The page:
Last week the Wall Street Journal published an article on tech jobs that caught our attention. With the Presidential Elections going on and the focus on jobs, I thought it would be interesting to highlight some of the statistics the WSJ uncovered. Although we tend to focus on the “cool” factor of technology products, the reality is tech jobs in the US have been crushed since the late 90’s, and the prospects don’t look much better.
Here are the facts:
In the1990s, US employment at computer and electronic firms rose dramatically but since then it has fallen by almost 45%. This has been slightly offset by a much smaller number of jobs in other tech sectors like Internet and software.
Semiconductor employment will likely go lower, given the recent consolidation trend. Why should we care? The reason is, according to the Semiconductor Industry Association, semiconductors are a huge business in the US, and are still America’s third-largest export behind cars and aircraft.
If you look at some of the modern tech companies relative to the large companies in the early 2000’s, there’s a stark difference in market cap vs. employment. For example, Google’s Alphabet Inc. and Facebook Inc. had about 74,000 employees at the end of last year, roughly one-third less than Microsoft, even though their combined market cap is twice as big. When Instagram was bought by FB for over $1 billion, it had 13 employees! Just think about that – that equates to almost $77 million per employee!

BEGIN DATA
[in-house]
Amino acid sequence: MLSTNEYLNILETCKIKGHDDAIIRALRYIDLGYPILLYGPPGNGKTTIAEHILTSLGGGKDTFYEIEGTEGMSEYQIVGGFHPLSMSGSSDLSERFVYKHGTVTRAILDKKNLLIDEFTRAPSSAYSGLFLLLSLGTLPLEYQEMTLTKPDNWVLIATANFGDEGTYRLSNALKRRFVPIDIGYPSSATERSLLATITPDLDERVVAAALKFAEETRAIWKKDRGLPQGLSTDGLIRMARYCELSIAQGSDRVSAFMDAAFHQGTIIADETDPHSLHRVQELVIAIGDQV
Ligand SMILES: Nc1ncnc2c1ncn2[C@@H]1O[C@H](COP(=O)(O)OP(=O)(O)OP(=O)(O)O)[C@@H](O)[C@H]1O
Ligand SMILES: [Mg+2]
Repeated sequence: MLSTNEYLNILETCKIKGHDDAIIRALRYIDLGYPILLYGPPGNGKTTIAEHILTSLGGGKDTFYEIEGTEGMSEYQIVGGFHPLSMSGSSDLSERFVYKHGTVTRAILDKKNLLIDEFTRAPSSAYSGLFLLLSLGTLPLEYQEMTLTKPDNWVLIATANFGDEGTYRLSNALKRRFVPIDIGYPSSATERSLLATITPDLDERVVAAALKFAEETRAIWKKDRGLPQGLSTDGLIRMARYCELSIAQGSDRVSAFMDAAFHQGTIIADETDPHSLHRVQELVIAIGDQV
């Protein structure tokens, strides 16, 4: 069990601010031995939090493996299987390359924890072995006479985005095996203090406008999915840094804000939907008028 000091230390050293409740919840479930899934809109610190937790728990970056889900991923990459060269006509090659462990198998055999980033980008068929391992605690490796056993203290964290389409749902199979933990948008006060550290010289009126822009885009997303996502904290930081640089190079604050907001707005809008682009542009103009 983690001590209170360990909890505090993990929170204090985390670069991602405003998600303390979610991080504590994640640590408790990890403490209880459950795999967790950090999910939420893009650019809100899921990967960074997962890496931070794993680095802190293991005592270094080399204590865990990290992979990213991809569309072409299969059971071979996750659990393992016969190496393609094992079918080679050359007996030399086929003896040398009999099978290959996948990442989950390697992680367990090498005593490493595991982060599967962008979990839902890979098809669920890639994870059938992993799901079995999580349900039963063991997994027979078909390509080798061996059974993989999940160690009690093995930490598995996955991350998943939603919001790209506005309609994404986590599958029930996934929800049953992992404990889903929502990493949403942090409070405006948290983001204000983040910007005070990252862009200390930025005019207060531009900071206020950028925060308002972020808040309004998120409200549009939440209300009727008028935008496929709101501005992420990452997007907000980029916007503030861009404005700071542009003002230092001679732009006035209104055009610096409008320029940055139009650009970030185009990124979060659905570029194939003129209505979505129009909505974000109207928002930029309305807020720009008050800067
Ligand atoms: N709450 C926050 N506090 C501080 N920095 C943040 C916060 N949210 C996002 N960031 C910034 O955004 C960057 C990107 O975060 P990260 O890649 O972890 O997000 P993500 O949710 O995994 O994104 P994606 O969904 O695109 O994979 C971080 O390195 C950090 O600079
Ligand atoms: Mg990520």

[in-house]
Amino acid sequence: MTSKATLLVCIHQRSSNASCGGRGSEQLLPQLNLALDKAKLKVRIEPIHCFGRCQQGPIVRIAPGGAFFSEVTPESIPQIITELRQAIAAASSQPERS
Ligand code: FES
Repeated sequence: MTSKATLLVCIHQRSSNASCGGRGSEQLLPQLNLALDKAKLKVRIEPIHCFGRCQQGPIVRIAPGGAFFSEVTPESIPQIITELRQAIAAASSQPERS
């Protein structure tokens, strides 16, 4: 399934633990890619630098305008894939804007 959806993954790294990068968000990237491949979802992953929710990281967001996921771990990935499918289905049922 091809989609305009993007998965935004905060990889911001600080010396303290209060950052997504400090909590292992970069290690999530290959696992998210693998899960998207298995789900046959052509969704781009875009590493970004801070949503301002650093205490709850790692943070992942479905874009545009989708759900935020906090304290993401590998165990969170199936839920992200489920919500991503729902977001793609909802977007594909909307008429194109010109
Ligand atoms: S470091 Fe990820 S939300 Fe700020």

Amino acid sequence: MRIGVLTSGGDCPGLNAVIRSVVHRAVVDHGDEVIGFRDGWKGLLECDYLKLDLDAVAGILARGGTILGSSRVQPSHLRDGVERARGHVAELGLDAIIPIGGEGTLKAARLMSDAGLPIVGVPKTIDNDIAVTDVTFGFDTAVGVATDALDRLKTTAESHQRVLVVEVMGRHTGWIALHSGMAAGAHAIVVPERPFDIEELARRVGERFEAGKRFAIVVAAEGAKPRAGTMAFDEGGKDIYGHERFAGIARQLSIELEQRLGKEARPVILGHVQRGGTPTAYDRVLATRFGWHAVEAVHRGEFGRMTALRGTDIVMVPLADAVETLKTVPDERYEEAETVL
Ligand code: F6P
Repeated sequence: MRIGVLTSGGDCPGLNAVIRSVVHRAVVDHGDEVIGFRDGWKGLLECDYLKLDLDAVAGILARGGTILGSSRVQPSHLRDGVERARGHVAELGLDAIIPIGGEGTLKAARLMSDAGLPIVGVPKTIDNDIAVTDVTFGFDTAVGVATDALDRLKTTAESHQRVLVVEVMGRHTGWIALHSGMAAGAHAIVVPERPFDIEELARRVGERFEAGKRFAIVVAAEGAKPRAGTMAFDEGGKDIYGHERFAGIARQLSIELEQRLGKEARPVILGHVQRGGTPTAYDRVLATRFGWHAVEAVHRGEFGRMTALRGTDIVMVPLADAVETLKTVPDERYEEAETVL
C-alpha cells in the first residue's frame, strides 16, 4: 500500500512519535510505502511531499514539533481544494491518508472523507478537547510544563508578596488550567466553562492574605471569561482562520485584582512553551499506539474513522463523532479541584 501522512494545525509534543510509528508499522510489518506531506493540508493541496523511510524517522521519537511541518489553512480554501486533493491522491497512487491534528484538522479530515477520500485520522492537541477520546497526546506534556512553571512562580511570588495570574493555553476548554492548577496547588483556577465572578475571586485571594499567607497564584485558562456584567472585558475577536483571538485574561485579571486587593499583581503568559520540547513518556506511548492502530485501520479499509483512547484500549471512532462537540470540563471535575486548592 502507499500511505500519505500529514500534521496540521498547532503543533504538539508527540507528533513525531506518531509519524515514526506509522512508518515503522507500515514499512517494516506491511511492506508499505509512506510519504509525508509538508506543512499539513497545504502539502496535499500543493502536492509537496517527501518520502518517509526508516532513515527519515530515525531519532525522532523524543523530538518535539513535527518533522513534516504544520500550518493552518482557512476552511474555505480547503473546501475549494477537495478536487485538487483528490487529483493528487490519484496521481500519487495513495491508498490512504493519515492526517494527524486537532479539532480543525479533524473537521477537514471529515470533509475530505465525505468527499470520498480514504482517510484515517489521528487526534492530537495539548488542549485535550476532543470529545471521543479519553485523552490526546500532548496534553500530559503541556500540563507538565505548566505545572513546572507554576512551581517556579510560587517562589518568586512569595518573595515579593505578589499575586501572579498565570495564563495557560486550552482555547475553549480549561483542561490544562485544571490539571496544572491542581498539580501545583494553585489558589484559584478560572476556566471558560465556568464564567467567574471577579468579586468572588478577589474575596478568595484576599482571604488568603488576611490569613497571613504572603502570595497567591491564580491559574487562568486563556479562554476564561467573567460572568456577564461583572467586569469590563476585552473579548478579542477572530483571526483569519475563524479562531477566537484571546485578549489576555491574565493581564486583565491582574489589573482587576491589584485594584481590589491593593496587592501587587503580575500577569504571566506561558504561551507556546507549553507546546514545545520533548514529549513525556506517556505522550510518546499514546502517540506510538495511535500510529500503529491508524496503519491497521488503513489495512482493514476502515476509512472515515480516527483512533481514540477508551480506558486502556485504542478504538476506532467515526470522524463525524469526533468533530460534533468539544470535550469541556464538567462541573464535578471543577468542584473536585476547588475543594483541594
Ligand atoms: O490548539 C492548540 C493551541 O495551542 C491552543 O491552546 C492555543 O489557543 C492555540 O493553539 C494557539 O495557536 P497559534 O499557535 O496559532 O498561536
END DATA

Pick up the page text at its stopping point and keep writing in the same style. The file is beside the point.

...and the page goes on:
|Top 5 tech co’s||Combined market value||Combined employees|
The other area US-based tech workers are getting hurt in is compensation.
|Compensation as % of industry output||79%||49%|
Employee compensation as a % of total output has dropped dramatically. You can argue part of this is due to technology driven productivity, but then again, that proves the point: that technology is displacing human value.
And finally, the number of start-ups in the US has dropped too. According to economists Javier Miranda, John Haltiwanger and Ian Hathaway, the number of tech start ups went from 64,000 in 1992, peaked at 113,000 in 2001, and has dropped to about 79,000 in 2011, staying flat since then. Part of the problem is global competition, but a large part of is also domestic regulation, which is choking many industries. This has been a big topic of discussion in the elections that has unfortunately gotten lost in the noise. We need to pay more attention to this important issue.
Robots are becoming increasingly used at companies like Amazon, and replacing many human jobs. According to a study by a Harvard University economist, many jobs like programmers, librarians and engineers have been automated away between 2000 and 2012, and roughly $2 trillion worth of human economic activity could be automated away using existing technologies.
The other issue of course is the rise of the “gig” economy. Companies like Uber, with a valuation of over $60 billion, employ very few people directly, as most of their “workers” are contractors with no benefits. Alarmingly, we have seen a big rise in other companies like DoorDash and others adopting the same business model.
These are scary statistics to be sure. It’s no wonder the political outsiders like Donald Trump and Bernie Sanders gained such popularity. It will be interesting to see how this plays out. Although we would love to be optimistic about this issue, the reality is the current trends do not favor tech jobs in the US.
BitNavi is a blog conceived by Karl Motey in the heart of Silicon Valley, dedicated to emerging technologies and strategic business issues challenging the industry.
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